Egypt parliament adopts discriminatory law on churches
CAIRO— The Egyptian parliament on Tuesday adopted a law on regulating the construction of churches, despite opposition by some members of the Christian community which complains of discrimination.
Egypt’s Copts, the Middle East’s largest Christian minority, have long struggled to obtain official permission to build places of worship.
They find it especially difficult to erect churches south of Cairo, where even the rumour of Christians building one can spark mob violence. “The parliament adopted the bill presented by the government for the construction and restoration of churches by a two-thirds majority,” the parliament’s website reported.
The new law stipulates that provincial governors will be authorised to issue permits to build churches and that they must respond within four months to each application, lawmakers told AFP.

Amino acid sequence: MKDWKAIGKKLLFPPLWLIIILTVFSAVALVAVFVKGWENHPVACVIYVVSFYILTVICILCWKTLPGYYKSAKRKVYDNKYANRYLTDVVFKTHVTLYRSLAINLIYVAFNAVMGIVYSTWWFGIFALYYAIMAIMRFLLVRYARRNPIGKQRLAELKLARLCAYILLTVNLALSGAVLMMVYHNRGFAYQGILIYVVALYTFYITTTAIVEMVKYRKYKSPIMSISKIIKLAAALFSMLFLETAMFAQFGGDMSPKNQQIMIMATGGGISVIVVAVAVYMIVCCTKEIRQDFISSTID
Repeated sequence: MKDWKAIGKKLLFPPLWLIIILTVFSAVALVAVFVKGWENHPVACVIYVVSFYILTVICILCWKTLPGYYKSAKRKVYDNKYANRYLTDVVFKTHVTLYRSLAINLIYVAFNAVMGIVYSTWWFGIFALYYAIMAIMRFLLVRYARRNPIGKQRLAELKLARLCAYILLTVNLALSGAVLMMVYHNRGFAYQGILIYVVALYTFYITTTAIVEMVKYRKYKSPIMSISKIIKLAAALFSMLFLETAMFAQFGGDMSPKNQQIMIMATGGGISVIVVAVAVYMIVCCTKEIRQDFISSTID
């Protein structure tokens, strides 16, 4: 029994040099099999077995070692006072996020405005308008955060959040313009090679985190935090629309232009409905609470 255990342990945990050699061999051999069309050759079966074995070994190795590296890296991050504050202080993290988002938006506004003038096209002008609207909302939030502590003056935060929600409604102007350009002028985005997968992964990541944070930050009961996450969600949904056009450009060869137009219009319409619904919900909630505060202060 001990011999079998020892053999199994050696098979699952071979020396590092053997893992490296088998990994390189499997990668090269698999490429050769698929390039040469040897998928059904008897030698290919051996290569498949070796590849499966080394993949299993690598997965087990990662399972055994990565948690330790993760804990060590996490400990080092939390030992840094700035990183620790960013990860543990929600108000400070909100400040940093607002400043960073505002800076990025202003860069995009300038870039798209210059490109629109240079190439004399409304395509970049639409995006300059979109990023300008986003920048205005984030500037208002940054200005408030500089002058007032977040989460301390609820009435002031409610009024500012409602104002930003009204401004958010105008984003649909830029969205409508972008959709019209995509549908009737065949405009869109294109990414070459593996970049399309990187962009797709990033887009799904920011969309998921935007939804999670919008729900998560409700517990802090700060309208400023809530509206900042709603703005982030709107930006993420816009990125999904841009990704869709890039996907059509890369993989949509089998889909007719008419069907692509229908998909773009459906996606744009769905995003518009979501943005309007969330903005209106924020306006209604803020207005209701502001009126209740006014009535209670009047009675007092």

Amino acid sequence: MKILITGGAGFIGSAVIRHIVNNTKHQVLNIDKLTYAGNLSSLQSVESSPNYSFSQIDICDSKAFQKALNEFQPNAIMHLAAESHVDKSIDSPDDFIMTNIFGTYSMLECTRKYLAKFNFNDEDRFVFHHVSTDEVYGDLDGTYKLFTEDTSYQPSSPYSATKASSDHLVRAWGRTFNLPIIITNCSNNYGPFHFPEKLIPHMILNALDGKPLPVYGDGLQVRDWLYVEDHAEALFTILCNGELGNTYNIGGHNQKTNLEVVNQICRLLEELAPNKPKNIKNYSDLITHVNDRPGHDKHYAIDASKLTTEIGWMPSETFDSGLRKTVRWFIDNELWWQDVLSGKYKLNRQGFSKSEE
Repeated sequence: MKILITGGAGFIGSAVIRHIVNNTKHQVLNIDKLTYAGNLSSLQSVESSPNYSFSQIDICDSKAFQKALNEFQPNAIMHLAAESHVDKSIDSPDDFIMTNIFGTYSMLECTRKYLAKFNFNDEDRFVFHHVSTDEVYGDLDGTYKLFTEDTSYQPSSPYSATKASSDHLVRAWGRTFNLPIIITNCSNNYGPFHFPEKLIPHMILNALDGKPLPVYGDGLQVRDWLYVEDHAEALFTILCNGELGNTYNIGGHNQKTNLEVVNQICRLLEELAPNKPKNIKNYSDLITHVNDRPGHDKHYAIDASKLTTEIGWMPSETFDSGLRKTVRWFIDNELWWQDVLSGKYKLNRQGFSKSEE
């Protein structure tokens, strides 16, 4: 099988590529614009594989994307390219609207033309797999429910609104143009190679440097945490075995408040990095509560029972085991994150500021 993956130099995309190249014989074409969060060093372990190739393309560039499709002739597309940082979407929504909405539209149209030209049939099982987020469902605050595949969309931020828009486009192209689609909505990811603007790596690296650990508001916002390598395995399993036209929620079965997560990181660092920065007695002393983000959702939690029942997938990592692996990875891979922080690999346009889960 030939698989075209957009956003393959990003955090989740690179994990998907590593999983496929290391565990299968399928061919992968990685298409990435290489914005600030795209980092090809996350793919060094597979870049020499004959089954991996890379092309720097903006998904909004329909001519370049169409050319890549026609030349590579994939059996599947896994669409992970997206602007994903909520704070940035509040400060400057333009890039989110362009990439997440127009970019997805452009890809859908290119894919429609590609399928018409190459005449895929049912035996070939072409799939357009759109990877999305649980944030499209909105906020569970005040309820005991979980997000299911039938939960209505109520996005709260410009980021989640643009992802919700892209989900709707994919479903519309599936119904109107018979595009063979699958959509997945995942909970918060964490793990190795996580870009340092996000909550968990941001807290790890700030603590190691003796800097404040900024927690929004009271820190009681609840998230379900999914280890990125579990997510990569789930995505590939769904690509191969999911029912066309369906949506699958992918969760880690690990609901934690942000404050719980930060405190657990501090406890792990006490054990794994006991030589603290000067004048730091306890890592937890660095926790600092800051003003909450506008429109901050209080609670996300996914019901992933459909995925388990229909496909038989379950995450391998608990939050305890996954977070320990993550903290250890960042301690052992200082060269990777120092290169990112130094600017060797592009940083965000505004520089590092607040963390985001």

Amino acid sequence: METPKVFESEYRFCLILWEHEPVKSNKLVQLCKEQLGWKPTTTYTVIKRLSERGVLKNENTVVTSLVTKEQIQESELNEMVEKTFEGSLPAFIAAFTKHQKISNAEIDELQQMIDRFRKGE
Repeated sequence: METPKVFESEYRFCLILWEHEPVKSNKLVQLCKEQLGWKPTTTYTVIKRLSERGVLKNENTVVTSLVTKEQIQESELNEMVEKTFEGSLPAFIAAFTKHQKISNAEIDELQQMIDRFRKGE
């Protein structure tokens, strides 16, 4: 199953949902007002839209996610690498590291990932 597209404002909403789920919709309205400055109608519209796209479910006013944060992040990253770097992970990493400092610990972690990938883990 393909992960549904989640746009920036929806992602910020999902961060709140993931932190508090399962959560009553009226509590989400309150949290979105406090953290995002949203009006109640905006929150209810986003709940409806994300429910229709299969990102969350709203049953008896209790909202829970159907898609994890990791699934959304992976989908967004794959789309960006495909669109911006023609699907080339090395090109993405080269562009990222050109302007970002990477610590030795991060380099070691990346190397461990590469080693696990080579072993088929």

In the case of refusal, the community may appeal the decision to the administrative court.
The construction of churches in Egypt is still governed by a ministerial decree dating back to 1934.
Ishak Ibrahim, a researcher at the Egyptian Initiative for Personal Rights, criticised the lack of transparency in the debates that preceded the adoption of the new law. “The law was decided by the authorities and a limited number of clergy. Of course they do not represent all Christians,” said Ibrahim.
“Members of parliament were not given a chance to propose amendments for some items, with their requests being ignored with the excuse that it is to reach consensus.”
He also noted the absence of a unified places of worship law that would govern both the construction of churches and mosques, noting that legislation concerning the mosques is more lenient. — Al Jazeera